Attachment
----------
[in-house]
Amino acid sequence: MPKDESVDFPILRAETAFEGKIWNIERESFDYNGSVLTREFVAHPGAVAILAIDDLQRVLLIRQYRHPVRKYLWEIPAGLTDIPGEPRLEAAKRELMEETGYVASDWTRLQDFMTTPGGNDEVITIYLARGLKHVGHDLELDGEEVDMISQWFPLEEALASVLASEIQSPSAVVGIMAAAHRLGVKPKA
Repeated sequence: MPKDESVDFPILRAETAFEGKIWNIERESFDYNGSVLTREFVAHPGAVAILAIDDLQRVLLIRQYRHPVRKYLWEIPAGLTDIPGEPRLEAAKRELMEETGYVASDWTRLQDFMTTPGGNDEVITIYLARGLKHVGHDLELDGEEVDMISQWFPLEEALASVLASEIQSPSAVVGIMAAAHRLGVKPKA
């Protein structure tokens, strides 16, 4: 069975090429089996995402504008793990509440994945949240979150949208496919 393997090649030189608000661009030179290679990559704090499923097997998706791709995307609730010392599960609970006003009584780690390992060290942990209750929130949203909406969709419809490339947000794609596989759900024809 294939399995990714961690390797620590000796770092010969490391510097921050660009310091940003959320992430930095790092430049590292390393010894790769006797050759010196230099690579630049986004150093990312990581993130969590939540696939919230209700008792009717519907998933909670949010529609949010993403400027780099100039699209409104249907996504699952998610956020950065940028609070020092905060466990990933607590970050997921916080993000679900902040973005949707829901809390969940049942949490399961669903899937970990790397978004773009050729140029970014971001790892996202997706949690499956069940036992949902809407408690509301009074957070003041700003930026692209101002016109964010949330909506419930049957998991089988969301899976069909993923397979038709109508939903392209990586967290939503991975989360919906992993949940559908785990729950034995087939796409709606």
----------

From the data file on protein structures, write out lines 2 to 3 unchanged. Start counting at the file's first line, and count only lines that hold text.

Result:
Amino acid sequence: MPKDESVDFPILRAETAFEGKIWNIERESFDYNGSVLTREFVAHPGAVAILAIDDLQRVLLIRQYRHPVRKYLWEIPAGLTDIPGEPRLEAAKRELMEETGYVASDWTRLQDFMTTPGGNDEVITIYLARGLKHVGHDLELDGEEVDMISQWFPLEEALASVLASEIQSPSAVVGIMAAAHRLGVKPKA
Repeated sequence: MPKDESVDFPILRAETAFEGKIWNIERESFDYNGSVLTREFVAHPGAVAILAIDDLQRVLLIRQYRHPVRKYLWEIPAGLTDIPGEPRLEAAKRELMEETGYVASDWTRLQDFMTTPGGNDEVITIYLARGLKHVGHDLELDGEEVDMISQWFPLEEALASVLASEIQSPSAVVGIMAAAHRLGVKPKA